• Gaia is a cornerstone mission in the science programme of the European Space Agency (ESA). The spacecraft construction was approved in 2006, following a study in which the original interferometric concept was changed to a direct-imaging approach. Both the spacecraft and the payload were built by European industry. The involvement of the scientific community focusses on data processing for which the international Gaia Data Processing and Analysis Consortium (DPAC) was selected in 2007. Gaia was launched on 19 December 2013 and arrived at its operating point, the second Lagrange point of the Sun-Earth-Moon system, a few weeks later. The commissioning of the spacecraft and payload was completed on 19 July 2014. The nominal five-year mission started with four weeks of special, ecliptic-pole scanning and subsequently transferred into full-sky scanning mode. We recall the scientific goals of Gaia and give a description of the as-built spacecraft that is currently (mid-2016) being operated to achieve these goals. We pay special attention to the payload module, the performance of which is closely related to the scientific performance of the mission. We provide a summary of the commissioning activities and findings, followed by a description of the routine operational mode. We summarise scientific performance estimates on the basis of in-orbit operations. Several intermediate Gaia data releases are planned and the data can be retrieved from the Gaia Archive, which is available through the Gaia home page.
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5.
  • Kerzenmacher, T., et al. (författare)
  • Validation of NO2 and NO from the Atmospheric Chemistry Experiment (ACE)
  • 2008
  • Ingår i: Atmospheric Chemistry and Physics. - 1680-7316. ; 8:19, s. 5801
  • Tidskriftsartikel (refereegranskat)abstract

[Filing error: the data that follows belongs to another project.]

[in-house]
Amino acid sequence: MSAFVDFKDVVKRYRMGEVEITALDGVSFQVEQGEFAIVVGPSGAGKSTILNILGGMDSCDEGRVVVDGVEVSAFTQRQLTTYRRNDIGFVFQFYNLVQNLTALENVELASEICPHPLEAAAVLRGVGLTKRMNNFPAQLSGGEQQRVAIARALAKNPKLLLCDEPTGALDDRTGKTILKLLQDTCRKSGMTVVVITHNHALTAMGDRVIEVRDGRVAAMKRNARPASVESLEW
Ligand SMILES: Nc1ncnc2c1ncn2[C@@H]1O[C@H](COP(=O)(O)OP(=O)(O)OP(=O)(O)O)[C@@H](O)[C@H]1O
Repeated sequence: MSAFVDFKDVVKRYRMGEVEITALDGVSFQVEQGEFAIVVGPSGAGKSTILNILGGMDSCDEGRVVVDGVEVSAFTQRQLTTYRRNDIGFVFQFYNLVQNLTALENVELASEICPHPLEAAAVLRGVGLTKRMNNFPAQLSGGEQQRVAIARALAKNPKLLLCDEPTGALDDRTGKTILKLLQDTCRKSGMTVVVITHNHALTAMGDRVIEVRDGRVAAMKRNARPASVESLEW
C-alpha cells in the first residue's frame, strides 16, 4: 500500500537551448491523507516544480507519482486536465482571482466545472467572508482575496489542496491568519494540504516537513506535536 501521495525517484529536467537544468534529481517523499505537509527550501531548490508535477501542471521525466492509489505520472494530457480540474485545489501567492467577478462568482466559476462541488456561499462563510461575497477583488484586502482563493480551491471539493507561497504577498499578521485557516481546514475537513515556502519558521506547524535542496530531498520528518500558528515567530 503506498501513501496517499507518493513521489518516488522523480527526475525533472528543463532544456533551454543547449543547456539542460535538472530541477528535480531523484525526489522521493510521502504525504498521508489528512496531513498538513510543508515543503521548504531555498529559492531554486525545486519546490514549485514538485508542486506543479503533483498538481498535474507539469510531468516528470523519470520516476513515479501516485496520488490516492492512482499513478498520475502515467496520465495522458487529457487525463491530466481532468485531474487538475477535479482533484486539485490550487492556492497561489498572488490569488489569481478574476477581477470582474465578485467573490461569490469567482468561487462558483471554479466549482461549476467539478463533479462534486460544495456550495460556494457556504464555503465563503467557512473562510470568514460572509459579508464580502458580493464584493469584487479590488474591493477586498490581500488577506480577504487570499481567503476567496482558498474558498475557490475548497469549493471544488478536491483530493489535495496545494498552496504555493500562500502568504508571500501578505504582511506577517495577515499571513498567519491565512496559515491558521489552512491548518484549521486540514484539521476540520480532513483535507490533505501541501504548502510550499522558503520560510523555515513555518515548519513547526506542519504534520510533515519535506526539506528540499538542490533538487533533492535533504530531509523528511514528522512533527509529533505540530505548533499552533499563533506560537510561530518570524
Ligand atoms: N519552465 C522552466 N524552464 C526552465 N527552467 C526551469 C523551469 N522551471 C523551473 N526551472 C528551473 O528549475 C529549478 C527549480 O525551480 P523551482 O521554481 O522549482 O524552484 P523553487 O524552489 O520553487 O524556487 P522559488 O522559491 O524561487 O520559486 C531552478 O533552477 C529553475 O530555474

• Vertical profiles of NO2 and NO have been obtained from solar occultation measurements by the Atmospheric Chemistry Experiment (ACE), using an infrared Fourier Transform Spectrometer (ACE-FTS) and (for NO2) an ultraviolet-visible-near-infrared spectrometer, MAESTRO (Measurement of Aerosol Extinction in the Stratosphere and Troposphere Retrieved by Occultation). In this paper, the quality of the ACE-FTS version 2.2 NO2 and NO and the MAESTRO version 1.2 NO2 data are assessed using other solar occultation measurements (HALOE, SAGE II, SAGE III, POAM III, SCIAMACHY), stellar occultation measurements (GOMOS), limb measurements (MIPAS, OSIRIS), nadir measurements (SCIAMACHY), balloon-borne measurements (SPIRALE, SAOZ) and ground-based measurements (UV-VIS, FTIR). Time differences between the comparison measurements were reduced using either a tight coincidence criterion, or where possible, chemical box models. ACE-FTS NO2 and NO and the MAESTRO NO2 are generally consistent with the correlative data. The ACE-FTS and MAESTRO NO2 volume mixing ratio (VMR) profiles agree with the profiles from other satellite data sets to within about 20% between 25 and 40 km, with the exception of MIPAS ESA (for ACE-FTS) and SAGE II (for ACE-FTS (sunrise) and MAESTRO) and suggest a negative bias between 23 and 40 km of about 10%. MAESTRO reports larger VMR values than the ACE-FTS. In comparisons with HALOE, ACE-FTS NO VMRs typically (on average) agree to ±8% from 22 to 64 km and to +10% from 93 to 105 km, with maxima of 21% and 36%, respectively. Partial column comparisons for NO2 show that there is quite good agreement between the ACE instruments and the FTIRs, with a mean difference of +7.3% for ACE-FTS and +12.8% for MAESTRO.